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Climate Finance In Lower-Income Countries

Low- and lower-middle-income countries are most vulnerable and least ready to adapt to climate change—yet receive the least amount of investment to transition their economies and build resilience to physical climate risks.

Climate Finance Gap

Our research shows that low- and lower-middle-income countries are disproportionally at risk of economic losses from, and are most exposed to, physical climate risks. As extreme weather conditions and worsening physical risks continue to increase and influence credit fundamentals, more frequent climate risks could pose an additional barrier to low-carbon economic development—especially because financing adaptation to, and recovery, from physical climate risks is more difficult for countries with fewer resources and more restricted access to capital.

The transition and adaptation financing gap in low- and lower-middle-income countries is a focus of multiple international forums. Developed economies may have resources to plan and prepare, but the global energy transition cannot successfully happen without developing and emerging economies. Closing the climate finance gap would require a significant scaling of international capital flows, and financing may become even more difficult in periods of slowing global growth and challenging credit conditions. Market participants estimate that trillions of dollars in climate finance mobilization are needed to fund their transition and adaptation needs, which most often far exceed these countries’ domestic funding capacities.


Capital & Challenges

Public & Private Sources of Finance

Most broadly, climate finance represents financial flows to facilitate actions to mitigate and adapt to climate change. There is no single definition of climate finance, and thus the sources of finance vary across the definitions. The most common public sector funding ranges across domestic, bilateral, and multilateral funding, while private sector sources can include philanthropic capital, investors, asset managers, insurance companies, banks, and nonfinancial corporations.

Together, both public and private climate financing provide approximately $30 billion in annual capital flows for the world’s least-developed countries (3% of the world’s total climate finance flows), and $150 billion for emerging markets (excluding China), according to Climate Policy Initiative data.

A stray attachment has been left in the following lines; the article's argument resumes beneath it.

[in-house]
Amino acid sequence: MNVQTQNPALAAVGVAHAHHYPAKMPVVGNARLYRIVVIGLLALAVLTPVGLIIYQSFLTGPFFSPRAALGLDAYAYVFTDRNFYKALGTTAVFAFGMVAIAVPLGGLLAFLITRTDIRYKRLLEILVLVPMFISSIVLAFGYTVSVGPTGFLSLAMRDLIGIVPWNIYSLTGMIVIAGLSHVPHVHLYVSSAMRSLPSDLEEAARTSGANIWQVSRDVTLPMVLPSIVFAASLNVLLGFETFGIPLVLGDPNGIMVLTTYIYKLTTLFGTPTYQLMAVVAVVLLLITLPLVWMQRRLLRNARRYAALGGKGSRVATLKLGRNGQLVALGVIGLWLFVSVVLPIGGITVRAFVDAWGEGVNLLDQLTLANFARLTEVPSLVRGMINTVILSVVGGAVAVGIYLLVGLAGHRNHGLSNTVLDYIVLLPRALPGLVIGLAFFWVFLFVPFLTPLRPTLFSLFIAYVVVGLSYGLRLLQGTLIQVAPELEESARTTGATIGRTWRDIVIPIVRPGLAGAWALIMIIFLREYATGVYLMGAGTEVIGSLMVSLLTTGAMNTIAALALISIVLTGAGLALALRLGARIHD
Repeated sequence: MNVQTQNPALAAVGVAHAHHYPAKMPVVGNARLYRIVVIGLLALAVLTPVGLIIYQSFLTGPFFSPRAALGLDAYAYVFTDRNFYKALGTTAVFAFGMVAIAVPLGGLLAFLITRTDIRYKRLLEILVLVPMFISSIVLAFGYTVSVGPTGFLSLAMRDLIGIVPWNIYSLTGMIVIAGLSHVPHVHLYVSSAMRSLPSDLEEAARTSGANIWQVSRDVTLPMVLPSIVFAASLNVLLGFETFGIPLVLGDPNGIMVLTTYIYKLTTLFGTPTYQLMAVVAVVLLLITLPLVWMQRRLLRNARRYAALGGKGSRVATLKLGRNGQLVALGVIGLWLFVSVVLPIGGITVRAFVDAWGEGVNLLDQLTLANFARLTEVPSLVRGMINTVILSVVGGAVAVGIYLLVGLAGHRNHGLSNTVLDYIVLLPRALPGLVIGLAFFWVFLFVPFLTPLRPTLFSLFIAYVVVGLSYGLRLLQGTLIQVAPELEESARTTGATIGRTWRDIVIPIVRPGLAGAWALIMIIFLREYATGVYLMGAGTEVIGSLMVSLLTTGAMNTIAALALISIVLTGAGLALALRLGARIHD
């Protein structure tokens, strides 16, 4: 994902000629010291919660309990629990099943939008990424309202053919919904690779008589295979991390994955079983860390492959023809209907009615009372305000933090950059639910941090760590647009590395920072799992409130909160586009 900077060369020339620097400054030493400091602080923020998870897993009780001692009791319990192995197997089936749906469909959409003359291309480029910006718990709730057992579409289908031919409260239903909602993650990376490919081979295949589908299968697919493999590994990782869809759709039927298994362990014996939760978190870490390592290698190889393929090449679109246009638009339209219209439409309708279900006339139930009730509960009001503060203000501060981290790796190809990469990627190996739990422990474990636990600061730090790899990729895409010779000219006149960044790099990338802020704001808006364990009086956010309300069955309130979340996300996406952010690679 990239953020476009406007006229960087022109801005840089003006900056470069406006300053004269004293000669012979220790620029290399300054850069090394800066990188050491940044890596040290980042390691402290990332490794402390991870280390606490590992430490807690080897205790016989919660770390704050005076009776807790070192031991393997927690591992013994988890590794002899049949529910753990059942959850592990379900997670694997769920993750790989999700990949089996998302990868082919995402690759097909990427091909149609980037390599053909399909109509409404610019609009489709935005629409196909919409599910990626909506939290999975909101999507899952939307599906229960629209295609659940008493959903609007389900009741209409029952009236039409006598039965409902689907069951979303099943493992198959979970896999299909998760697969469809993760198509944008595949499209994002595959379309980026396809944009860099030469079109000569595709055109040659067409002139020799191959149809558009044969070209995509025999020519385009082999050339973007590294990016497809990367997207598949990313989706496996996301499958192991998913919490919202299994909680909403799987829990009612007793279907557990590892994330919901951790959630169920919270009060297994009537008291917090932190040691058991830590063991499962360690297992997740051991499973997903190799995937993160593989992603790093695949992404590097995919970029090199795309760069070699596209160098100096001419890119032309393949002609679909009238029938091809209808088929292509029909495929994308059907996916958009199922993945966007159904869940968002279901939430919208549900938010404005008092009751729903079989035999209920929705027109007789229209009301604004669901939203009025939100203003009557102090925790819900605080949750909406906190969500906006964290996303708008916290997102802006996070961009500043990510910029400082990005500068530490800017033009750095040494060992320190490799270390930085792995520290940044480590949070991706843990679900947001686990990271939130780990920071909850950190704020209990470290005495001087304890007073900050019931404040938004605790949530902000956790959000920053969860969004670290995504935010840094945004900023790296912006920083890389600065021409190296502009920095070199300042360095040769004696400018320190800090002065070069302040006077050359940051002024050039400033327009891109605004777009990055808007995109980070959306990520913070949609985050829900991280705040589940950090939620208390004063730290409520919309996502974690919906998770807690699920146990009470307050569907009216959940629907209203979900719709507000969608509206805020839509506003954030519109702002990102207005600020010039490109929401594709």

Market participants are able to access climate finance through a plethora of instruments—not limited to grants, concessional loans, guarantees, equity, loans, bonds, insurance, funds, or swaps—all of which can be combined as blended finance solutions to address stakeholders’ specific and unique needs.

Few issuers in lower-income countries are issuing sustainability-labeled debt instruments—with just 1% of the sustainability-labeled bond market issued in low- and lower-middle-income countries. But high-income countries in Asia-Pacific, Latin America, and the Middle East have recently increased their share of issuance, which could lay the groundwork for issuers in lower-income countries in these regions to access the sustainable bond market.

Challenges to Closing the Climate Finance Gap

Implementing comprehensive and coordinated climate policies and strategies—which can underpin opportunities for climate finance mobilization—remains a challenge for governments and companies. Against this backdrop, the bridge to closing the climate finance gap is blocked by numerous multi-faceted challenges.

Financial risks and roadblocks can materialize from many developing countries’ low creditworthiness, high foreign-exchange risk in illiquid currencies; transfer and convertibility risks that prevent an issuer in a sovereign’s jurisdiction from moving money out of that jurisdiction; and the reality that adaptation investments are often non-cashflow generative despite their significant positive financial externalities, among others.

Non-financial risks can emerge from lower-income countries’ lack of supportive domestic operating environments, the prevalence of unestablished or unequal local expertise to develop climate finance opportunities, and the difficulty of sourcing, establishing, scaling, and standardizing projects.

Blended finance solutions, which allow for different stakeholders to leverage capabilities and needs, can be integral for risk mitigation and private capital mobilization to address the climate financing gap.


What is the Climate Finance Gap?


Bernard De Longevialle

Global Head Of Sustainable Finance

S&P Global Ratings

E. bernard.delongevialle@spglobal.com

Roberto Sifon-arevalo

Global Head of Sovereign & Multilateral Lending Institution Ratings

S&P Global Ratings

E. roberto.sifon-arevalo@spglobal.com